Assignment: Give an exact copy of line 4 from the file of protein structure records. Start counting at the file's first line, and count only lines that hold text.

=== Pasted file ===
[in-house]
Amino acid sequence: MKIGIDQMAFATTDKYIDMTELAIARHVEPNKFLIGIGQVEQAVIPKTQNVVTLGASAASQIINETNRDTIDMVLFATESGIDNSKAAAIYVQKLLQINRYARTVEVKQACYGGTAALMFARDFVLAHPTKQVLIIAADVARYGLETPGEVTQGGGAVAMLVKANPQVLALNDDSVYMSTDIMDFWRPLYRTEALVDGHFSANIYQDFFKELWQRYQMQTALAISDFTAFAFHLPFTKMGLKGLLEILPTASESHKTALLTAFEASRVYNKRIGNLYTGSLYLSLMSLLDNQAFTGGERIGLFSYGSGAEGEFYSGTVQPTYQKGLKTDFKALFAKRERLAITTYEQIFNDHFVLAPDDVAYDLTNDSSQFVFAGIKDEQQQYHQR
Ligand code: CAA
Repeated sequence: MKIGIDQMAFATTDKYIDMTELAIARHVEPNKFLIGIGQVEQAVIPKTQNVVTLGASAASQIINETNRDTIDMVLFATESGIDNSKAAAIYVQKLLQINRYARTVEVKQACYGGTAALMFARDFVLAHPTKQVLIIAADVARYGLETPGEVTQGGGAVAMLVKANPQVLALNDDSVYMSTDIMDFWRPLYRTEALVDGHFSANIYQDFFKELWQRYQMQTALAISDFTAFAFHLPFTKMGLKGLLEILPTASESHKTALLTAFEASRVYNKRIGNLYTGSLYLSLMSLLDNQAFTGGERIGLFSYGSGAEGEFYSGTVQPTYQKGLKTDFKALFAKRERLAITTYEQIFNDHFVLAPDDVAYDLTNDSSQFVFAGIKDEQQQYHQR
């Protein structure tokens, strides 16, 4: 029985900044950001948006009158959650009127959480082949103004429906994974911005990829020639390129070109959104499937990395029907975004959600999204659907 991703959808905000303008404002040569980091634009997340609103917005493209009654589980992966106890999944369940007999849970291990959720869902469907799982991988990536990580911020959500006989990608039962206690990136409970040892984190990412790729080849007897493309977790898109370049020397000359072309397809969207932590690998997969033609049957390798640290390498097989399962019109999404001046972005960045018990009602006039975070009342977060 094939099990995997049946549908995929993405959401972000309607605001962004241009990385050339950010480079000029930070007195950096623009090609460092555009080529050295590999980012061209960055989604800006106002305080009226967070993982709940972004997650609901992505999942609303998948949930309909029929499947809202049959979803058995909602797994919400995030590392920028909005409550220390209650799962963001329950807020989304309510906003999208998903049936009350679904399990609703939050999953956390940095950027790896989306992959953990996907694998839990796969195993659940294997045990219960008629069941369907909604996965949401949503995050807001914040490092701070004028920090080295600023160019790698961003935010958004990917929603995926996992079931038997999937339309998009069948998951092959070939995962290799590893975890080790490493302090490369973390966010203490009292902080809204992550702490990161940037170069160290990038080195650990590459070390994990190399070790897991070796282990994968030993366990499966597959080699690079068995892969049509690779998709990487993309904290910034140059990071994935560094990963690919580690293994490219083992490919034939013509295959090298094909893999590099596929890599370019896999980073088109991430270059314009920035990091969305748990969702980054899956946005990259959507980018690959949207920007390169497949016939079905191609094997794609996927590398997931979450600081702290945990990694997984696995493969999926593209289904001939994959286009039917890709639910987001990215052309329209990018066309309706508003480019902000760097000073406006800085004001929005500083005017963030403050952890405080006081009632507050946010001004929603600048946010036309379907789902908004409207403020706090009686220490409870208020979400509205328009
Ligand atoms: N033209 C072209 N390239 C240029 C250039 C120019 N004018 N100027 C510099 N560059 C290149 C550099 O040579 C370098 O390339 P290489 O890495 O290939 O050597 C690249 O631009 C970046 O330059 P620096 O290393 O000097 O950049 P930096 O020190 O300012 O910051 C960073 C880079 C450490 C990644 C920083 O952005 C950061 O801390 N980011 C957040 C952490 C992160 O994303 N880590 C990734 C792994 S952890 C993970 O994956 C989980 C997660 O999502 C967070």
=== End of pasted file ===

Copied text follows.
Repeated sequence: MKIGIDQMAFATTDKYIDMTELAIARHVEPNKFLIGIGQVEQAVIPKTQNVVTLGASAASQIINETNRDTIDMVLFATESGIDNSKAAAIYVQKLLQINRYARTVEVKQACYGGTAALMFARDFVLAHPTKQVLIIAADVARYGLETPGEVTQGGGAVAMLVKANPQVLALNDDSVYMSTDIMDFWRPLYRTEALVDGHFSANIYQDFFKELWQRYQMQTALAISDFTAFAFHLPFTKMGLKGLLEILPTASESHKTALLTAFEASRVYNKRIGNLYTGSLYLSLMSLLDNQAFTGGERIGLFSYGSGAEGEFYSGTVQPTYQKGLKTDFKALFAKRERLAITTYEQIFNDHFVLAPDDVAYDLTNDSSQFVFAGIKDEQQQYHQR